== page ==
“I never heard him say he loved me,” writes Mr. Thomson. “In all our time together, he never made that incriminating statement.”

He remembers being taken to see Winston Churchill pass by in a car; he remembers his grandmother reading to him from Robert Falcon Scott’s journals, but not the grim ending.

The sole common ground between David and his father was sports—soccer, mostly—which, on the page as in life, is reliably stupefying. Also in the mix was cricket, which is far more eccentric, hence interesting, if only someone would take the time to actually explain it.

For deeper things, Mr. Thomson went to the movies with his mother. The first film he has clear memories of is Laurence Olivier’s Henry V, especially that wonderful moment near the beginning, when the actor Olivier is playing coughs to clear his throat before he strides onstage at the Globe Theater.

“I laughed myself helpless at Bob Hope. I was ready to catch Burt Lancaster on the trapeze of adventure.” But none of those movies resonated like Red River, with its story of a father and a son driven apart into mutually murderous anger, before ultimately reconciling. “This was the first story I had encountered that I knew was meant for me. So I could not give it up.”

Mr. Thomson pretends not to notice that the reconciliation at the movie’s end is absurd in terms of reality, and equally absurd in terms of the movie’s reality—more or less on the order of “You boys stop fighting,” whereupon they magically do. Such is the power of wish fulfillment that even a great critic is helpless before the needs sown by childhood deprivation.

Certainly, there was nothing like a Red River father-son reconciliation for Mr. Thomson. He tells us later in the book that as he grew older, and his father grew drunker, there was at least one episode when he had to hold his father down to keep from getting beaten up:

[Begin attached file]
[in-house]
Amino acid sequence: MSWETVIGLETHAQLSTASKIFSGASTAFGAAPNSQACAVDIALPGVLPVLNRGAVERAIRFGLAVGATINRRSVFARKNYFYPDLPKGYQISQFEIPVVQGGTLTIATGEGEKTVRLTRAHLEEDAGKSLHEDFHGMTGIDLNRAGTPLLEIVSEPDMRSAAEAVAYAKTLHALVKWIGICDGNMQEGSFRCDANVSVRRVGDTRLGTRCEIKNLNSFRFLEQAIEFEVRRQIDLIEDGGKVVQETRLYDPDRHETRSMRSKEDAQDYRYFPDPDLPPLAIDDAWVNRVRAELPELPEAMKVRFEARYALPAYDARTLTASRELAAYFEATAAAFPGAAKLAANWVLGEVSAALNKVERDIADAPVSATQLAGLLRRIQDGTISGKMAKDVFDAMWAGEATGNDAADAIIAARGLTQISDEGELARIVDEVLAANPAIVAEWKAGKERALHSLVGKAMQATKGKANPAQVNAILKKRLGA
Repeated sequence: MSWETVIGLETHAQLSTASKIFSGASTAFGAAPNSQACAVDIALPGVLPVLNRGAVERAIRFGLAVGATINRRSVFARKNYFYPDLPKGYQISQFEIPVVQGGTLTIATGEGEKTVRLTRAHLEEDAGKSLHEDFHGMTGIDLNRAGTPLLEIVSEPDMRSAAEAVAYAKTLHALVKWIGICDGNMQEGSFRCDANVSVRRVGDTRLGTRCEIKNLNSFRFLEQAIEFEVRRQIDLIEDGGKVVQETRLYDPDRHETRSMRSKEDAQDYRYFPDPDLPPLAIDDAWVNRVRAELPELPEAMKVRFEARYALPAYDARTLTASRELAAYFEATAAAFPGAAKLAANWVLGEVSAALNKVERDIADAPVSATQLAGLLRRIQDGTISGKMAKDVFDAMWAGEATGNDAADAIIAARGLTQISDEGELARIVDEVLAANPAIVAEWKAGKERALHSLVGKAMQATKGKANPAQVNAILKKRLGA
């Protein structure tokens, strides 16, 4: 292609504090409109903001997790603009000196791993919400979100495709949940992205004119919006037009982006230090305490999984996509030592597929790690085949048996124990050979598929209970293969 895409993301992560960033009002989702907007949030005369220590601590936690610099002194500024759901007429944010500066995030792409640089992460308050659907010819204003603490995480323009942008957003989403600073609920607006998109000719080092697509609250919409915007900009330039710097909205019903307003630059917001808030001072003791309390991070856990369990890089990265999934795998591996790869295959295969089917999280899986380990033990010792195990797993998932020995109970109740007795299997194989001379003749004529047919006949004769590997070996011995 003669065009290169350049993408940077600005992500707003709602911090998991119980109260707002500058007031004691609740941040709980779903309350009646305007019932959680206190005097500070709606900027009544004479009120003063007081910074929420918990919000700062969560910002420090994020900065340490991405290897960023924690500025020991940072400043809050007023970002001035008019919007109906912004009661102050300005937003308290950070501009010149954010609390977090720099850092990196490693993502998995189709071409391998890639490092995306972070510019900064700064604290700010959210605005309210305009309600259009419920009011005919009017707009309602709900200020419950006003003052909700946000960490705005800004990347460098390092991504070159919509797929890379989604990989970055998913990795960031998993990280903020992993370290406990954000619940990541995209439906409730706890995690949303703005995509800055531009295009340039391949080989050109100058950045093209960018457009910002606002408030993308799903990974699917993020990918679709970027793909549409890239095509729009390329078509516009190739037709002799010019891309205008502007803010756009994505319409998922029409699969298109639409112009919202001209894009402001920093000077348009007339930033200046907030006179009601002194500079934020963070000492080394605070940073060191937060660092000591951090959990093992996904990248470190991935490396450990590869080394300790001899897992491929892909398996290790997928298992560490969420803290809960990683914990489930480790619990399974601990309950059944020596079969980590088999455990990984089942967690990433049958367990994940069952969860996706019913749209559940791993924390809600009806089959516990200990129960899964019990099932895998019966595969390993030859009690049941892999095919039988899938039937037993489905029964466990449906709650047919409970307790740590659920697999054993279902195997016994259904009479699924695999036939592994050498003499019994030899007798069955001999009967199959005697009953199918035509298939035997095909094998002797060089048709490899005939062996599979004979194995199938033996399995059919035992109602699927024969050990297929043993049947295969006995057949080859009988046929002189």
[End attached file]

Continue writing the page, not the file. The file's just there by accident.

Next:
“He roared at me and said he hated me. He shouted ‘Murder!’ And then he passed into a drunken sleep.

“The next time I saw him it was as if nothing had happened.”


IT’S KENNETH THOMPSON who haunts this book, with sins distributed equally between omission and commission, and it must be said that he was a cold, grudging piece of work. When David wanted to attend film school, his father told him he would stand the £100 tuition if his son sought nothing else from him in university costs. Ever.

The deal was struck, and maintained by both sides. At the time, David’s father owned three houses. When he died in 1993, he left his son nothing in his will.

The book reveals much about the author, as any good memoir does—not all of it intentional. I finally understand David Thomson’s deep distrust of the frequent, familial warmth of filmmakers such as Chaplin and Ford, for instance. In this family, nurturing was bartered in exchange for the mute acceptance of hidden, shifting agendas.

Try to Tell the Story is a rueful book, honest and true. It’s a memoir written, not in fiery, recriminatory orange, but in regretful tones of blue.


Scott Eyman reviews books regularly for The Observer. He can be reached at

The Making of a Moviegoer